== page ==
AUBURN, Alabama— With summer on the way, fruits are a perfect snack. Growing your own fruits at home can be a way to make them more easily available and less costly.
Blueberries are easy to grow at home because they are very low maintenance. There are many different types of blueberries that include: Northern highbush, Southern highbush, Rabbiteye, and Lowbush.
Alabama Extension regional agent Doug Chapman said that Rabbiteye blueberries are best for gardening in Alabama. “Since Rabbiteye blueberries are native to the Southeast, they are adapted to our growing conditions.”
Assuming the soil conditions and the amount of available sunlight are adequate, blueberries can be incorporated almost anywhere. In addition to summer fruits, the blueberry plant is attractive almost year round. It is adorned in spring with white bell-shaped flowers and vibrant red foliage in the fall.
One attribute that makes blueberries fairly easy to grow is that they usually do not have issues with insect pests.
To achieve maximum fruit production, full sun is best when growing blueberries. A small amount of filtered shade, such as under pine trees, can be tolerated, but may result reduced fruit production.
If the soil conditions are not right, blueberries can also be grown in containers with potting mix.
Alabama summers are ideal for growing figs, which are native to hot climates in the Middle East. Figs can be grown in the ground or in pots.
Fig trees should be planted in late winter and early spring. For best growth, fig trees need full sunlight and freedom from competing trees and shrubs. If fig trees are planted in a lawn area remember to keep at least a 3 foot area around each tree free of grass and covered with 3 to 4 inches of mulch.
To keep them producing, they should be pruned before growth begins each spring.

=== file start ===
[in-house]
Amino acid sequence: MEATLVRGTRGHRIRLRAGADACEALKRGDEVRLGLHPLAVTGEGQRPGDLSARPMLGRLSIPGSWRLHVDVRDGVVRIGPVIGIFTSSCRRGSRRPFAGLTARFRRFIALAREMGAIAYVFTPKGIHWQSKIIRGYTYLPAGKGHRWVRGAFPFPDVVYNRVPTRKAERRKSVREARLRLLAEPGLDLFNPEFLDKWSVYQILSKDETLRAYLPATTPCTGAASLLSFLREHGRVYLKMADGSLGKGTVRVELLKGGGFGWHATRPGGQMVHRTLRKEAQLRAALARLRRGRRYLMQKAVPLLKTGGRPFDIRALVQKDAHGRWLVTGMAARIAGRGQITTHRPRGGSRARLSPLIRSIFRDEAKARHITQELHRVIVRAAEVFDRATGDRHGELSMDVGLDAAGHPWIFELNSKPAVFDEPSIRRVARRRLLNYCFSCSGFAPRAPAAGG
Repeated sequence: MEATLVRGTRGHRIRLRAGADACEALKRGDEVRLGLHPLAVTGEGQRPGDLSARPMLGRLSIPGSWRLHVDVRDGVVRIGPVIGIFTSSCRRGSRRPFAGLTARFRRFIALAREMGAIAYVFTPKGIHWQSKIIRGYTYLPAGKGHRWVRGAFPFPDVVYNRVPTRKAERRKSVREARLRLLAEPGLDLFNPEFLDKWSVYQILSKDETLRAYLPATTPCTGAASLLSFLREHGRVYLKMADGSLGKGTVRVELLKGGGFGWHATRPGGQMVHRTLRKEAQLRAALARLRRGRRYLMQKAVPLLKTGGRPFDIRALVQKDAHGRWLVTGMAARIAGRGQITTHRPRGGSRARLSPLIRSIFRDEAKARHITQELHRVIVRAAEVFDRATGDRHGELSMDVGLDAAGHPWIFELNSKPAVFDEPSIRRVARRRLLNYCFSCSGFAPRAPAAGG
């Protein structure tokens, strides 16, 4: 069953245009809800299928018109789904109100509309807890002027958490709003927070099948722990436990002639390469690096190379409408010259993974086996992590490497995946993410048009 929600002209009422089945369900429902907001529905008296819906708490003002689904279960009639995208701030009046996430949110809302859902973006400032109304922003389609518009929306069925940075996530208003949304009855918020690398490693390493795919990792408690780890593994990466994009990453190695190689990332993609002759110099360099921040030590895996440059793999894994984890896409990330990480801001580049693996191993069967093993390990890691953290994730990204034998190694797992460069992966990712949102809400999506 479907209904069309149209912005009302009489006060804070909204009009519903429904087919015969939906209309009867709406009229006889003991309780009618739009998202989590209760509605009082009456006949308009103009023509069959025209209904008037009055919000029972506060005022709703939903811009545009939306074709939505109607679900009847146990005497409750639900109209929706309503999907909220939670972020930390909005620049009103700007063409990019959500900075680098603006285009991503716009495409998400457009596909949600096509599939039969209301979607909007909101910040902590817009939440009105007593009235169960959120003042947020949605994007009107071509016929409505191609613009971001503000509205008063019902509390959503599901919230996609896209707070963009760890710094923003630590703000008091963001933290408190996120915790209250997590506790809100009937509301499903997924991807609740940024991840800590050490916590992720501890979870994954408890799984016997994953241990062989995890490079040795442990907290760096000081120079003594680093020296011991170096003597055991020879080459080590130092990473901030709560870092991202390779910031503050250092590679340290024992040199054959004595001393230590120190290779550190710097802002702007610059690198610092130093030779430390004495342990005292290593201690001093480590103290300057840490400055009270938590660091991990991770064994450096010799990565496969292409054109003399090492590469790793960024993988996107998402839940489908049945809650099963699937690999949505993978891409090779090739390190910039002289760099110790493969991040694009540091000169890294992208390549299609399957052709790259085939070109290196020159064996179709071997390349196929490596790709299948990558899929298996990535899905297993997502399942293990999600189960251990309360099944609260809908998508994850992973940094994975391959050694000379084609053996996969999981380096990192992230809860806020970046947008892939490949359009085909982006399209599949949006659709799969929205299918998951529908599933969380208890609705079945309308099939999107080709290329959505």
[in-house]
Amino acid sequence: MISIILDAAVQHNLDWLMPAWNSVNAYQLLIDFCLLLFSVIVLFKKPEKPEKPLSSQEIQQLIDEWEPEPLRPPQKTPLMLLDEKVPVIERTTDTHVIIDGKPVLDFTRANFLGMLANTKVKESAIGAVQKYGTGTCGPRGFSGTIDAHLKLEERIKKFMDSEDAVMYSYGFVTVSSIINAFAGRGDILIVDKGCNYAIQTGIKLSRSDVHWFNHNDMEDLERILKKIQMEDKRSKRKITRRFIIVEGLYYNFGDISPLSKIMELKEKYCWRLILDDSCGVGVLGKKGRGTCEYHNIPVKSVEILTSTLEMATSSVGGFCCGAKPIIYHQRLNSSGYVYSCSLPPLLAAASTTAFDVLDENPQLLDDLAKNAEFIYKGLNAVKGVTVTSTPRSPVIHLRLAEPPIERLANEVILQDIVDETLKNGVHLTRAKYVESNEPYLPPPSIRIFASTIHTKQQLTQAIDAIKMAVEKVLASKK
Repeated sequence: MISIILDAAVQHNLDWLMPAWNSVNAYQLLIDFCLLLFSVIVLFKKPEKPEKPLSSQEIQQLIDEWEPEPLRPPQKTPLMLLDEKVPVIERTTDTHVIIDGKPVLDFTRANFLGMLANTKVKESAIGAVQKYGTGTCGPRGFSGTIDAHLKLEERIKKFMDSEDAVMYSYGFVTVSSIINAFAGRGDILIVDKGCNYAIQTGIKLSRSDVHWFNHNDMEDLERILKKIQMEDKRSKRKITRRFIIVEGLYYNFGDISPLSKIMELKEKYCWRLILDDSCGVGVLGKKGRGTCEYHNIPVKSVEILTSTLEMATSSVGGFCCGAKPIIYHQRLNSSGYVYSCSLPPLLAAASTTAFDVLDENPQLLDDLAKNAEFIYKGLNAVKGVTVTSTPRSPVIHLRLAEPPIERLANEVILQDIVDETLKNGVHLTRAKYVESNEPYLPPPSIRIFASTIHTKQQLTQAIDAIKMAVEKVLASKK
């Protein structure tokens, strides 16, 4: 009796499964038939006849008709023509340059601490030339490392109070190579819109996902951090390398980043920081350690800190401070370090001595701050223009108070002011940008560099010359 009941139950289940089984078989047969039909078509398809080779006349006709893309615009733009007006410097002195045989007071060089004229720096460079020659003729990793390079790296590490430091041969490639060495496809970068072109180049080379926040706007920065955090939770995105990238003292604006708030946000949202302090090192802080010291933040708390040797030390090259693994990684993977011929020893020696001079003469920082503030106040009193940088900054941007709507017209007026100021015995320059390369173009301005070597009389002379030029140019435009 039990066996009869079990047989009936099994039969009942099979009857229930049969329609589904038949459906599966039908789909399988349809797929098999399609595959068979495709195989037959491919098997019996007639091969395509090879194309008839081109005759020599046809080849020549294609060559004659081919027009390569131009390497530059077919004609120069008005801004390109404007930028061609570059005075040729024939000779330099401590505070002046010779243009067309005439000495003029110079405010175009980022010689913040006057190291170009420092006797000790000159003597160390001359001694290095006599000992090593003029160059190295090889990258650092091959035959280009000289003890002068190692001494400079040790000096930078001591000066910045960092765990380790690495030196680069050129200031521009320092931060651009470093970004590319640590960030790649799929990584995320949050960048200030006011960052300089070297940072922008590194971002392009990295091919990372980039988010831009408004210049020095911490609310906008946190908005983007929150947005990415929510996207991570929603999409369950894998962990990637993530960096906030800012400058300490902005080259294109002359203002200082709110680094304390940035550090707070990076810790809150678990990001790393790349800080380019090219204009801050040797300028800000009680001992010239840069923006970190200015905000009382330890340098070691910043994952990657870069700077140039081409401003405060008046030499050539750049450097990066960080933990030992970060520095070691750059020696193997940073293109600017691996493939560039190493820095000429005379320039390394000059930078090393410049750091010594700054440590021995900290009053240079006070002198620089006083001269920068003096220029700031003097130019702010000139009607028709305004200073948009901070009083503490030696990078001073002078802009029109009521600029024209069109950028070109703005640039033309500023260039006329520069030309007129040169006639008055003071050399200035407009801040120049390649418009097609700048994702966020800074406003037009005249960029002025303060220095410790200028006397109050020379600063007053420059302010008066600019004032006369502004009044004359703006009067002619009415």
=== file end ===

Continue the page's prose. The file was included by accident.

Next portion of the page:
Figs can also be successfully grown in containers if the grower is diligent about watering and feeding them. The easiest approach is to use at least a 15 gallon container and let the fig tree grow 5 to 10 feet tall. To control the plant size, the tops and roots should be pruned annually.
A good tip for harvesting figs is that once they are picked they will not ripen. They must be ripe when picked.
Nectarine trees have proven to grow well in Alabama climates as well, according to Dr. Arlie A. Powell, a retired Alabama Extension fruit specialist.
Armking are often grown and are successful in southern climates. However, the overall quality of Armking nectarines are lessening.
Karla Rose is a popular variety for home growing, however, gardeners must pay attention to the bacterial spotting problems they have.
Plums have been grown in the Southeast for a long time.
“In Alabama, plums are primarily grown as a secondary crop by peach producers, especially in the central Alabama area and in portions of some more northern counties. Culturally, plums have similar requirements to peaches, including rootstocks, training/pruning, pest management, fertility, water requirements and harvesting,” said Dr. Powell.
Home gardeners often choose to plant the Japanese plum but there are other varieties. Some of these include: AU-Cherry, AU-Roadside, AU-Rosa, AU-Rubrum, Crimson, Homeside, Byrongold, Robusto (suitable only as green plum), Morris, Ruby Sweet and Black Ruby.
Auburn University runs an active breeding program through the USDA Fruit and Nut Lab at Byron, Georgia and is still searching for the perfect varieties to be grown in Alabama.
Blueberries, figs, nectarines and plums are just a few options to start or add to an Alabama home garden. These types of fruits are the types that are more likely to be successful in Alabama’s climate.
Blueberry photo by Prof foto 101/Shutterstock.com
Fig photo by Andrey Starostin/Shutterstock.com
Featured image by Passakorn Umpornmaha/Shutterstock.com